U.S. Sen. Rob Portman, a Republican, wants to wait until there’s a new president before filling a Supreme Court seat
U.S. Supreme Court vacancy
By David Skolnick
U.S. Sen. Rob Portman’s decision to join other Republican senators in saying a vacancy on the U.S. Supreme Court shouldn’t be filled until the next president takes office – almost 11 months from now – drew sharp criticism from the two Democratic candidates looking to oust him.
“This wouldn’t be unusual,” Portman said Monday. “It is common practice for the Senate to stop acting on lifetime appointments during the last year of a presidential term, and it’s been nearly 80 years since any president was permitted to immediately fill a vacancy that arose in a presidential election year.”
A Democratic-controlled Senate confirmed Justice Anthony Kennedy 97-0 on Feb. 4, 1988, the last year of Ronald Reagan’s presidential term. But Reagan made the nomination in November 1987.
President Barack Obama says he’ll nominate someone to fill the vacancy resulting from Saturday’s death of Justice Antonin Scalia, a leading conservative on the court.
Senate Majority Leader Mitch McConnell, a Republican from Kentucky, said the day Scalia died that the Senate would not confirm a replacement until after a new president takes over.
The longest confirmation for a Supreme Court justice was 125 days for Louis Brandeis in 1916. Obama has about 340 days left in his term.
Meanwhile, Ohio’s senior senator, Sherrod Brown, a Democrat from Cleveland, “believes it is President Obama’s constitutional duty to nominate a qualified candidate as justice,” according to a statement from his office.
Portman, from the Cincinnati area, said with the presidential race ongoing, “the best thing for the country is to trust the American people to weigh in on who should make a lifetime appointment that could reshape the Supreme Court for generations.”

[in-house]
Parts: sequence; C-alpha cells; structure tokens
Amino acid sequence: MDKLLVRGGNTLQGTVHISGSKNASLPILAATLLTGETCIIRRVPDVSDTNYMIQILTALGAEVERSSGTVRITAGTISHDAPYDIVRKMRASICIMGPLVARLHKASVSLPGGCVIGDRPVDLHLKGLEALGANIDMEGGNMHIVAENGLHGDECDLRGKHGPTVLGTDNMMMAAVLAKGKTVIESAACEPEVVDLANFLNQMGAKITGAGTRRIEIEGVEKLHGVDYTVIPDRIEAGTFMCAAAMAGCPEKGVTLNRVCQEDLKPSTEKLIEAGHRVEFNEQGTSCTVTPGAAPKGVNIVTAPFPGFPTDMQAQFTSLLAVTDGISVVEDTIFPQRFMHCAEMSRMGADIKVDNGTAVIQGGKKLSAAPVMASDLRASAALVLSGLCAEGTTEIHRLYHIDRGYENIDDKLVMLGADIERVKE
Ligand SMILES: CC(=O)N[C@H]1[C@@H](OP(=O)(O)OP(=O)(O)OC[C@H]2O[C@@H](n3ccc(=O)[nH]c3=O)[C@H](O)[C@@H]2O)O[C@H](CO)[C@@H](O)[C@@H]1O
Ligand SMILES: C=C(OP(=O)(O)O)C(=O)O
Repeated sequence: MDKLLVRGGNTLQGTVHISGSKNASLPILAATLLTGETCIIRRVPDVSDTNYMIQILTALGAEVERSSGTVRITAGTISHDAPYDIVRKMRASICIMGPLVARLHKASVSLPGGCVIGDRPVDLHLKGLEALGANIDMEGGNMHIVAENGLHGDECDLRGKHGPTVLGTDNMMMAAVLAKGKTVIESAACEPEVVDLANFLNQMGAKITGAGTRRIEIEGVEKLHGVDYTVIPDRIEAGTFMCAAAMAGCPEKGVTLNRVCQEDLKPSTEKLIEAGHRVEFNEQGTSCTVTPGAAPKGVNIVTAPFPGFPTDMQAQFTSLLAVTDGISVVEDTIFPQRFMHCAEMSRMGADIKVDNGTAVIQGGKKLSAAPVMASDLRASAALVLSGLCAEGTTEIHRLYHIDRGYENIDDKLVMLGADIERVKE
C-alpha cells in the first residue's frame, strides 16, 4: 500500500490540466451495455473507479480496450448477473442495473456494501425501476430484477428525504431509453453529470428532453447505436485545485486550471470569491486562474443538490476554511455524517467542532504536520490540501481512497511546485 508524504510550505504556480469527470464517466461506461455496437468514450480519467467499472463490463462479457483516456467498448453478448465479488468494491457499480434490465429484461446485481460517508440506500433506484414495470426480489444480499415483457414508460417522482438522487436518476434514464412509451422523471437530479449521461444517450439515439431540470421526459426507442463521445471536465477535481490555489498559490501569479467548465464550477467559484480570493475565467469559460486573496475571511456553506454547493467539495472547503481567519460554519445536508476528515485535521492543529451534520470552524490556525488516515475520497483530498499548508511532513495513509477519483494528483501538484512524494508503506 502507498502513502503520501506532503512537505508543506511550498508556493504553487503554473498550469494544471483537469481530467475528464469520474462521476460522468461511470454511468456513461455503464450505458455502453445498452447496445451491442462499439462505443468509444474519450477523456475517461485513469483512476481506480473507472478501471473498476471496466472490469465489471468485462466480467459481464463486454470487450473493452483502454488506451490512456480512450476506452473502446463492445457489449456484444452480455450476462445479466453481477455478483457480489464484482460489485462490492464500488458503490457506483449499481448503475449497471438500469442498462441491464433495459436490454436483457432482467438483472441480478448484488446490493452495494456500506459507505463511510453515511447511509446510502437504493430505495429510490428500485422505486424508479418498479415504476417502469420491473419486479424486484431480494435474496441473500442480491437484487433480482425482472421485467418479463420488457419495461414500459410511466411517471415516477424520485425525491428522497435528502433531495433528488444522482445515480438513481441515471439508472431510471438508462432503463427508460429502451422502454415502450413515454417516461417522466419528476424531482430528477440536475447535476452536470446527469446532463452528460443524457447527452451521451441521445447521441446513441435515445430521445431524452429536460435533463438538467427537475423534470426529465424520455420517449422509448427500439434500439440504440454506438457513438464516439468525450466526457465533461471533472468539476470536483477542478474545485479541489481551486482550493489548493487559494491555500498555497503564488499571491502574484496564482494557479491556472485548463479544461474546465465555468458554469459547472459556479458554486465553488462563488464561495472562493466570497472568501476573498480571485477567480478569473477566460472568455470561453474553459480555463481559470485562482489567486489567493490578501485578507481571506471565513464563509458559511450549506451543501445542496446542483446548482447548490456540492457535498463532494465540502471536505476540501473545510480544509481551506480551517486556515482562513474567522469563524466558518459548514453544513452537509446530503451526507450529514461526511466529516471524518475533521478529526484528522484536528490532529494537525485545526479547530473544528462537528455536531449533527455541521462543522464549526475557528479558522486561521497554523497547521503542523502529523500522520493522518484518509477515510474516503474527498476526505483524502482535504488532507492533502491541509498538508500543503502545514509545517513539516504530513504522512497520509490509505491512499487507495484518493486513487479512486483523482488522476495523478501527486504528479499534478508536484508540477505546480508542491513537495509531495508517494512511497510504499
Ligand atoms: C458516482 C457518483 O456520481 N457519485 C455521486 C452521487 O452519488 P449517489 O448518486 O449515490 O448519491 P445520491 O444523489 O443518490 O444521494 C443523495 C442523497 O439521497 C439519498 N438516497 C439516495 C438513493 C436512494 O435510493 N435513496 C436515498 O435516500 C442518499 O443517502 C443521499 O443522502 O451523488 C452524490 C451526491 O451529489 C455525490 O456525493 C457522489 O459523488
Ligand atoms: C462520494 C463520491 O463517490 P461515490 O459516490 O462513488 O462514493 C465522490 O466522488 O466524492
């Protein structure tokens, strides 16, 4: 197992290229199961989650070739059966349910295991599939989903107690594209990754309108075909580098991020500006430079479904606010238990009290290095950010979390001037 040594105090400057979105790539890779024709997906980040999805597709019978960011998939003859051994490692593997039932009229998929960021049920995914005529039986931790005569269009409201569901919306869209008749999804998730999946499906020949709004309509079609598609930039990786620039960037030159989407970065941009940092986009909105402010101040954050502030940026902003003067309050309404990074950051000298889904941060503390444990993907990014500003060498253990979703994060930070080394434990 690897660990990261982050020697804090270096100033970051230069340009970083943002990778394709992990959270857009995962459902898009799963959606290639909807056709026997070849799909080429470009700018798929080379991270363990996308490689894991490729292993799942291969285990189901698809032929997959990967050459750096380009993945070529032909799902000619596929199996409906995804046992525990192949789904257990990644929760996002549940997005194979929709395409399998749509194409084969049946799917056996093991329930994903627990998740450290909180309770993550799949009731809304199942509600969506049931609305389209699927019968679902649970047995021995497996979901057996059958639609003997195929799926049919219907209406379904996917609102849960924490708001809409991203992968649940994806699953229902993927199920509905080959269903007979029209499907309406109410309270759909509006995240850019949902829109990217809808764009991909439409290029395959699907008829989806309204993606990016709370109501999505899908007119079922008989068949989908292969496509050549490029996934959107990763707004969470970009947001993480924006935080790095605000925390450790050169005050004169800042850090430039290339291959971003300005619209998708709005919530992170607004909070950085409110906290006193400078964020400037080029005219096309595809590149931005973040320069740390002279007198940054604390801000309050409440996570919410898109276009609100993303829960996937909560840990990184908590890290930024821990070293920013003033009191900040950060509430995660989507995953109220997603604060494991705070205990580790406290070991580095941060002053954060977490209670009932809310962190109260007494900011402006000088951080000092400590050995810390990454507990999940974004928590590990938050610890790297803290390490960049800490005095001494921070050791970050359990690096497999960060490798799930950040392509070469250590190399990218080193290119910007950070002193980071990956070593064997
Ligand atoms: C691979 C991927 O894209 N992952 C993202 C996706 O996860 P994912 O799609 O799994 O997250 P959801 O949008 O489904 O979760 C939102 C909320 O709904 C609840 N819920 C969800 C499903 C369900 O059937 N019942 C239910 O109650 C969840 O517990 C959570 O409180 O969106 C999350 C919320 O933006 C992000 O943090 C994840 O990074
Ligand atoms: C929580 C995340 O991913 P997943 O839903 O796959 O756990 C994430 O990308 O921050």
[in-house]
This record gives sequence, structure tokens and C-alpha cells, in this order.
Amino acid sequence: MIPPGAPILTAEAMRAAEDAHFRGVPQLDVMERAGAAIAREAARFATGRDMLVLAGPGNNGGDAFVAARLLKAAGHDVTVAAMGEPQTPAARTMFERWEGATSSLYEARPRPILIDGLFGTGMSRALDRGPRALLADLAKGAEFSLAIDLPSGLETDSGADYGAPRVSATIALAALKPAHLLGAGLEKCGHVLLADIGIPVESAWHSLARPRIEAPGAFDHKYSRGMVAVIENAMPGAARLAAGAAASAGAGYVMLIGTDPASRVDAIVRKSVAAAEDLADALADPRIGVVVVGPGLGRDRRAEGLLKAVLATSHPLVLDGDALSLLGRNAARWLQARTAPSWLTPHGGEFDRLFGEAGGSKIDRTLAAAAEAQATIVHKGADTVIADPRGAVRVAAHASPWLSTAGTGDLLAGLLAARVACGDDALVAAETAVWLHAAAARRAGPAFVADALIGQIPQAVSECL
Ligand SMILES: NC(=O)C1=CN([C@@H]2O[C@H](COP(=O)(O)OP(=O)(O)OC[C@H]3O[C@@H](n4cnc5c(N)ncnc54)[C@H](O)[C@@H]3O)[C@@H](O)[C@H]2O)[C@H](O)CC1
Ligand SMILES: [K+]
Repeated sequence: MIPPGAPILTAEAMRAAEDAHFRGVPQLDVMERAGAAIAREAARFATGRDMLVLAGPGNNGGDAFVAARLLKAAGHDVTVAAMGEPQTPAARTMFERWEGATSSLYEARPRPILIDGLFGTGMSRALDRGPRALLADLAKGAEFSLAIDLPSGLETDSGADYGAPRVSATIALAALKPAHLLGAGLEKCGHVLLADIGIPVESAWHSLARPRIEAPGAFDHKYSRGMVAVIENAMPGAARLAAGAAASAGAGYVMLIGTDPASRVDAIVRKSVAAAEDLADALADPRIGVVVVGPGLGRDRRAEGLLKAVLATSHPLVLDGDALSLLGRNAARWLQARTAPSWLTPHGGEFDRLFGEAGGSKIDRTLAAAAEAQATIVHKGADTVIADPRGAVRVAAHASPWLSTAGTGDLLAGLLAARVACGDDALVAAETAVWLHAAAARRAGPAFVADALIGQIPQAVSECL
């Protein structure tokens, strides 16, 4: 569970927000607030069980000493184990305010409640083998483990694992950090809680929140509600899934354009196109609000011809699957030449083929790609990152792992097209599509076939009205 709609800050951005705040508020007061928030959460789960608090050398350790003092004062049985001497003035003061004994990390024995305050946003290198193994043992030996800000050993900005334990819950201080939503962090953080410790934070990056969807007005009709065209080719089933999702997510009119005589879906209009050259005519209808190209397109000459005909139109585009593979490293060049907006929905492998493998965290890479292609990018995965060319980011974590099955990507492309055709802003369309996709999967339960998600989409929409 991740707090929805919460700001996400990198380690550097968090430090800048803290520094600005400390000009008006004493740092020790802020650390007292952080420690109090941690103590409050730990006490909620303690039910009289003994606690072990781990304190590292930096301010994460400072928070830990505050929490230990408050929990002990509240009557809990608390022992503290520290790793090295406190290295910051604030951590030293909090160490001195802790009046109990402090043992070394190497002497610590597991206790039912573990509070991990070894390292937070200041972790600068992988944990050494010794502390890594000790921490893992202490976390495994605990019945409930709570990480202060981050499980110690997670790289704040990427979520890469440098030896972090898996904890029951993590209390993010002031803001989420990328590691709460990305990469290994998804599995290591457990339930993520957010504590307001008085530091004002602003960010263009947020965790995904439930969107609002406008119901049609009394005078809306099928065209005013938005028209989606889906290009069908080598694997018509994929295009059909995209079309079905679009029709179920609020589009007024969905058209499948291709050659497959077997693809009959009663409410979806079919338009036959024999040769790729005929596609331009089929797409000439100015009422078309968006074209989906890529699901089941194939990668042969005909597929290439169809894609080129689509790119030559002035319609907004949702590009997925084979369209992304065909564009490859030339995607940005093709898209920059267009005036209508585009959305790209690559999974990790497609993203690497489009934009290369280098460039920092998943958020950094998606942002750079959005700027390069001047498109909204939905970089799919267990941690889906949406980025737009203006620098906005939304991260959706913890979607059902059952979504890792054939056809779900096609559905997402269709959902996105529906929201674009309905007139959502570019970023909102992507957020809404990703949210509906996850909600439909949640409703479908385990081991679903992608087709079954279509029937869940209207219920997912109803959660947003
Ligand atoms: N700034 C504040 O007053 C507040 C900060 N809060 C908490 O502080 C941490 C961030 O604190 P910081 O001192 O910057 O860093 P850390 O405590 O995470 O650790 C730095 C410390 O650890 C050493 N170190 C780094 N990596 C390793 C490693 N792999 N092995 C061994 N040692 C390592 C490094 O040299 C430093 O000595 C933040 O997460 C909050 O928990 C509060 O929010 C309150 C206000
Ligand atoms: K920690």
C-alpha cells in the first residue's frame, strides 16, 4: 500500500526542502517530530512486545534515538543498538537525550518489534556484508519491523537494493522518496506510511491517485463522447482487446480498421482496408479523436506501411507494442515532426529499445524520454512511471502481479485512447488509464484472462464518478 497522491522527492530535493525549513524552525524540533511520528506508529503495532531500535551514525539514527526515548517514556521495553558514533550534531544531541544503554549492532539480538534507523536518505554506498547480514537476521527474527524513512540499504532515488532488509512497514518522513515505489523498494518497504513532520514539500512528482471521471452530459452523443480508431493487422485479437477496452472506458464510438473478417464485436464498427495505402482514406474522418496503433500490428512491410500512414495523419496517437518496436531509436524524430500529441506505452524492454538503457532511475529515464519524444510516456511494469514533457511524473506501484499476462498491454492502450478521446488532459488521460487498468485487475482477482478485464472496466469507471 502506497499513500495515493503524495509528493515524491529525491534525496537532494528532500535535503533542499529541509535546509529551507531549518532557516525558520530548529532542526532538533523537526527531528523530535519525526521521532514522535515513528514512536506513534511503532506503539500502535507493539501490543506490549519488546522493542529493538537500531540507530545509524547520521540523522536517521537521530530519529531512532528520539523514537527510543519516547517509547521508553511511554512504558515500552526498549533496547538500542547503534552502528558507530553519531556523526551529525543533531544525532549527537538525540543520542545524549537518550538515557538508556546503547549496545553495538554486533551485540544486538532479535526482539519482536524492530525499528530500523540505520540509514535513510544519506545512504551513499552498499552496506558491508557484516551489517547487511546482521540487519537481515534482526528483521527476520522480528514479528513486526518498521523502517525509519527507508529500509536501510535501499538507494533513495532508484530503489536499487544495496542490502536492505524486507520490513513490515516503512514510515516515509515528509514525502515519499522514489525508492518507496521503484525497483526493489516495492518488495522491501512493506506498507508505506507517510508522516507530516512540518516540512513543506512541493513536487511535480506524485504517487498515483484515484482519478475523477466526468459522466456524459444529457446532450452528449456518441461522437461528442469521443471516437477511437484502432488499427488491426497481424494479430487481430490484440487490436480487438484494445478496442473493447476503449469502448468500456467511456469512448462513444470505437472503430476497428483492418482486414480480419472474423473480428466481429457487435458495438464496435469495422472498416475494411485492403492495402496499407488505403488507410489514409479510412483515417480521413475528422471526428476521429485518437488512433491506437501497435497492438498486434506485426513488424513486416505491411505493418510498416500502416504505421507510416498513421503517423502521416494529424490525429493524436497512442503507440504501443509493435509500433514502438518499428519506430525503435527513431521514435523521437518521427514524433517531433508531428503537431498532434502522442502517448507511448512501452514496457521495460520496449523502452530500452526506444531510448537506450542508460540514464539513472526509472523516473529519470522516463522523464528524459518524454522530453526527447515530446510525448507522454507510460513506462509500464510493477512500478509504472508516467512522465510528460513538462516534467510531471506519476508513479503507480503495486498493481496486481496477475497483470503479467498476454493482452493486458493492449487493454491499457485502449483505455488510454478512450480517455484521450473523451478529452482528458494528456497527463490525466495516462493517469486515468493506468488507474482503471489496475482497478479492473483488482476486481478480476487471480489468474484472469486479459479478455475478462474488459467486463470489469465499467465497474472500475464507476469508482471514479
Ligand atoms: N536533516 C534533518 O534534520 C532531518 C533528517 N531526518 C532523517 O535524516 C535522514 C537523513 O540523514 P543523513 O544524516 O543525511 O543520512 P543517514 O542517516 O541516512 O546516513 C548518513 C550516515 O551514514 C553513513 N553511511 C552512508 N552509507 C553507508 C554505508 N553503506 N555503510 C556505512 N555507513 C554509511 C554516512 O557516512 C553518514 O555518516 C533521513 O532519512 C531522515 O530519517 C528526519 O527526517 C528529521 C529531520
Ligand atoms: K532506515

Ex-Gov. Ted Strickland of the Columbus area, the leading Democrat challenging Portman, said the senator “has abandoned his constitutional duties to the people of Ohio in order to once again prioritize the interests of the Washington power-brokers that he serves. Sen. Portman is failing to do his job, shirking his responsibilities to our nation, jeopardizing the institutions of our democracy and engaging in exactly the kind of dysfunctional behavior that frustrates Ohioans about Congress.”
Portman’s campaign quickly struck back using a different judicial argument.
“When it comes to state judicial nominees, Ted Strickland was deeply criticized by Ohio media for putting his own political interests over what was best for Ohio,” said Corry Bliss, Portman’s campaign manager.
“Once again, Ted Strickland says, ‘Do as I say, not as I do.’”
When Chief Justice Thomas Moyer died in April 2010, Strickland chose Franklin County Probate Court Judge Eric Brown, the Democratic Party’s nominee for that position, to fill the unexpired term. The Plain Dealer of Cleveland and The Columbus Dispatch wrote editorials critical of the decision.
Brown lost the general election in November 2010 to Republican Maureen O’Connor.
Also Cincinnati Councilman P.G. Sittenfeld, a Democrat running in the March 15 Senate primary, said, “Refusing to hold hearings or schedule a vote on the president’s nominee – simply because the vacancy occurred in an election year – would put the Senate in violation of both historical precedent and the clear language of the Constitution itself.”